A greater portion of families’ incomes are going toward rent as property owners – many of which are now institutions outside the county – take advantage of a market flooded with renters, local experts say.
The trend, a combination of several factors, has been seen across the country. The average household spends 29.5 percent of their income on rent compared to the historical average of 24.9 percent, according to a recent analysis by the real estate website Zillow.
Families forced into short sales or foreclosures during the recession and years since have turned to renting out of necessity. With an increased demand for rentals and to compensate for bad credit scores, landlords are able to charge higher rent.
The country’s growing number of 20- and 30-somethings strapped with college debt and skeptical of home ownership have added to the trend.
“Supply and demand,” said Jim Haisler, chief executive officer for the Heartland Realtor Organization. “Since there’s a larger demand, rents crept upward.”
Additional supply has, to a degree, followed additional renters, Haisler said.
In many cases, the additional supply comes in the form of houses purchased by large corporations like Invitation Homes, a Dallas-based company that offers 30,000 rental homes across the country, according to its website.
Such institutions buy foreclosed homes and short sales, fix them up and rent them out, said Colleen Clavesilla, a broker with Century 21 Affiliated in Algonquin and former president of the Illinois Association of Realtors.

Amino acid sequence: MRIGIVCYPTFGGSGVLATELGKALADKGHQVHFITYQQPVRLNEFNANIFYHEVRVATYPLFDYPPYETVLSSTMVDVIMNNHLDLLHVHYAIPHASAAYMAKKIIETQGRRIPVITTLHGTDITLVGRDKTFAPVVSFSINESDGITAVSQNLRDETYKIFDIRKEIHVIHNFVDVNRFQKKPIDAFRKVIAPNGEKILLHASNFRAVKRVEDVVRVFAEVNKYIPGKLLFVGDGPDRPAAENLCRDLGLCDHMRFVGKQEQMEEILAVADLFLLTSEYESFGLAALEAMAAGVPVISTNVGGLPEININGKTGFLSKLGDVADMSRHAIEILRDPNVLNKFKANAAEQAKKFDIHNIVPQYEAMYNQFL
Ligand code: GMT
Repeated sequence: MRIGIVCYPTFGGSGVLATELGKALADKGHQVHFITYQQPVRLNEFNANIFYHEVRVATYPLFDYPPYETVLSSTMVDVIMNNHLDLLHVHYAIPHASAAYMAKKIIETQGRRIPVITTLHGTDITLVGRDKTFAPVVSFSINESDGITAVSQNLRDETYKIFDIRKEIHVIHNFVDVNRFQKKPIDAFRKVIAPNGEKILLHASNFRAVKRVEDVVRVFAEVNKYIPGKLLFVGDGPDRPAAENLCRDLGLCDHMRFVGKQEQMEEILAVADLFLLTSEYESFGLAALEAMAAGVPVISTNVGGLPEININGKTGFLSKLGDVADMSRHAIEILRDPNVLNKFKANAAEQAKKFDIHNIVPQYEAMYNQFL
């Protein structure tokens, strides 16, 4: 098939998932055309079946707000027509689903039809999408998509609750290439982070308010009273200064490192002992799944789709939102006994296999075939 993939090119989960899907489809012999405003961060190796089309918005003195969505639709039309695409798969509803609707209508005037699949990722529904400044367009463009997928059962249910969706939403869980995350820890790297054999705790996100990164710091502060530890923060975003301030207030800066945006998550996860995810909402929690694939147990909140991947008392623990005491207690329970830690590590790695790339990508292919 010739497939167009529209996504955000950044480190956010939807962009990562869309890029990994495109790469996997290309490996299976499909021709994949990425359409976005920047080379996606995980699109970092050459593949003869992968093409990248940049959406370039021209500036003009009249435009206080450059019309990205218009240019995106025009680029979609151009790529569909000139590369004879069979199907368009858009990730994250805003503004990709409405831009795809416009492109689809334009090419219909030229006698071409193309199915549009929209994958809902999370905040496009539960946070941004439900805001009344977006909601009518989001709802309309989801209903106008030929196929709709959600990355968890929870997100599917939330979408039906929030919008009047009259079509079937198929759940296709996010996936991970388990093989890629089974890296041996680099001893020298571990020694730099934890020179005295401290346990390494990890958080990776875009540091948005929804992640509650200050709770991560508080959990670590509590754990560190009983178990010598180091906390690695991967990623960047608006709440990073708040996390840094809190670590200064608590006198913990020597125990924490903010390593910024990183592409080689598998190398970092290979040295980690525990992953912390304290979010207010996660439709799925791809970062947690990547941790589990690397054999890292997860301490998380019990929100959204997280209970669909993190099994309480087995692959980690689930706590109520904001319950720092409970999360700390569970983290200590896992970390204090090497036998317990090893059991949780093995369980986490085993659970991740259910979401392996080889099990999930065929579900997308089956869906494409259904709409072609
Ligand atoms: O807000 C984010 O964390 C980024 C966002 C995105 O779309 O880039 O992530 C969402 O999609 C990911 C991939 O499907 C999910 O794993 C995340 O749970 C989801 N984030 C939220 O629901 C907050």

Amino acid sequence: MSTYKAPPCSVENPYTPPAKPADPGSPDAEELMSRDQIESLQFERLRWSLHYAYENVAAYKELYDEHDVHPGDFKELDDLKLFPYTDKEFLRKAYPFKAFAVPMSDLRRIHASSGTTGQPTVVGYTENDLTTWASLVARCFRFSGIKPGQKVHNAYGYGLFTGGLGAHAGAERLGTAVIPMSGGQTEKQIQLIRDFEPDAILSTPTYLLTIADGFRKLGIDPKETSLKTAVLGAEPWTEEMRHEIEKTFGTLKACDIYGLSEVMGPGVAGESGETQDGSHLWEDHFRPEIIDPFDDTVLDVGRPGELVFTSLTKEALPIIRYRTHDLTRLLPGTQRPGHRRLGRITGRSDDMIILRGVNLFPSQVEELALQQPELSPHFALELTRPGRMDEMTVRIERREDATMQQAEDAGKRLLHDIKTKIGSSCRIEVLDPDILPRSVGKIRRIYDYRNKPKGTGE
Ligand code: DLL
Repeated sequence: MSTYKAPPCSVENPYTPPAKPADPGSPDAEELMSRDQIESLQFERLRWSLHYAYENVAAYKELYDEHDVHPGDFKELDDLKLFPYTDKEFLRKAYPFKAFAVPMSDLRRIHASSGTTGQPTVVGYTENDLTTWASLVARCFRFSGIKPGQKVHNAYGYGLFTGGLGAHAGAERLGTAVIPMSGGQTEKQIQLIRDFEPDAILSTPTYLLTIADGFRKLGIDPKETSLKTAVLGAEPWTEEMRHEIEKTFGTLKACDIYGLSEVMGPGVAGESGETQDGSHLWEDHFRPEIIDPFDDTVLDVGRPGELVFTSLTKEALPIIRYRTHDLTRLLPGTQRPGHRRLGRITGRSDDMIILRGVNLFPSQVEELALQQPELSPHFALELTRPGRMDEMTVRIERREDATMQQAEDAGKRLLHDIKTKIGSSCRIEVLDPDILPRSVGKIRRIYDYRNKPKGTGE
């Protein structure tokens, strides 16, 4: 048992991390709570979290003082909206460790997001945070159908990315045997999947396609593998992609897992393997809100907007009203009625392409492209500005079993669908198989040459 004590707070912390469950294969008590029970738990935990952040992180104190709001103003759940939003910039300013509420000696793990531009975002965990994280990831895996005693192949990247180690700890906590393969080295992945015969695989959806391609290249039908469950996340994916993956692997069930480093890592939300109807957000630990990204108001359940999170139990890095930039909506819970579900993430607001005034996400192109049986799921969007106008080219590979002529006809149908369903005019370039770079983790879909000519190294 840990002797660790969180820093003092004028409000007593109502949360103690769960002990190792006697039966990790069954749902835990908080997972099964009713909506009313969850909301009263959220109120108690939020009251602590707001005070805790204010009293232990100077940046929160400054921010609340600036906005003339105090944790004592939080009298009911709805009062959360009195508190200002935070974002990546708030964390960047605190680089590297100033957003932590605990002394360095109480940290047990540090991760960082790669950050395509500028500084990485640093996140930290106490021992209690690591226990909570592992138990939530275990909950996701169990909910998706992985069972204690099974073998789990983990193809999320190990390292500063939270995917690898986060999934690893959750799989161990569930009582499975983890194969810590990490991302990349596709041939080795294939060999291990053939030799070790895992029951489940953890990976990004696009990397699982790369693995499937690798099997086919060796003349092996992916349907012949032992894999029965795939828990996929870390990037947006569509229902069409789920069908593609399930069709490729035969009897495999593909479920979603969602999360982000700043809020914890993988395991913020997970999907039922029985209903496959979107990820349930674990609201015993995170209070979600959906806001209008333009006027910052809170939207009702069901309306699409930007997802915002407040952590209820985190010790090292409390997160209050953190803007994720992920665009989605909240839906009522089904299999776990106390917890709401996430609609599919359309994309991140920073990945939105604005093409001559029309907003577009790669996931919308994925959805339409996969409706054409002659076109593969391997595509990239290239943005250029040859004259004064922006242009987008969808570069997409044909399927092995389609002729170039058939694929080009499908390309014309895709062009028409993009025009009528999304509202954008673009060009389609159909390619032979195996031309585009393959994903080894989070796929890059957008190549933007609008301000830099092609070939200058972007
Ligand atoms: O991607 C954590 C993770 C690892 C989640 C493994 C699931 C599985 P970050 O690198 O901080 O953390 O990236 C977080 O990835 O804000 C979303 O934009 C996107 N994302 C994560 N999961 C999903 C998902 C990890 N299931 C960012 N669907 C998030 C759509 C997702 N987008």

“They’re beautiful. They’re just a pleasure to show,” Clavesilla said. “People tend to go with those before they go with an individual investor who might not have the same colors throughout the house. ... It’s a nice product to move into.”
Clavesilla estimates that the four such institutions that operate in McHenry County now control 60 to 70 percent of the county’s rental market. Invitation Homes, she said, is the largest.
Jim Humbard, a realtor for more than 25 years who is currently with RE/MAX plaza in McHenry, said rents have risen with the trend toward institutional buying.
“The people that I have personally seen looking for rentals definitely have some credit things, so I’m guessing, too, that the rent costs have gone up because there’s risk-reward,” Humbard said. “If I’m going to have to rent to a less-than-stellar tenant, I’m going to charge a premium.”
High rents add incentive for those who are in a position to buy, but so far, most housing recovery has come in the $100,000 - $150,000 range, said Scott Beilfuss, managing broker for O.K. and Associates Realty Plus in Richmond.
But Beilfuss is in many cases showing and selling those homes to institutional buyers looking to cater to the mass of renters.
With few other options in a county short on apartment complexes, renters feel the squeeze.
“Instead of renting two-bedroom apartments at $800, they’re forced into homes or condos,” Beilfuss said.
It could be a while before the flooded rental market recovers. Credit scores of those who lost their homes in the early stages of the recession are just now starting to recover – a process that typically takes about five years, Clavesilla said.
“We’re going to have a nice, heavy rental market for quite a while because of the timeline,” she said. “The people who had short sales five years ago, they’ve now repaired their credit to buy again.”
Haisler said he’s still seeing a lot of foreclosures and short sales happening throughout the county.
“We are still trying to fight through this mess,” he said. “And while we do that, rent remains high.”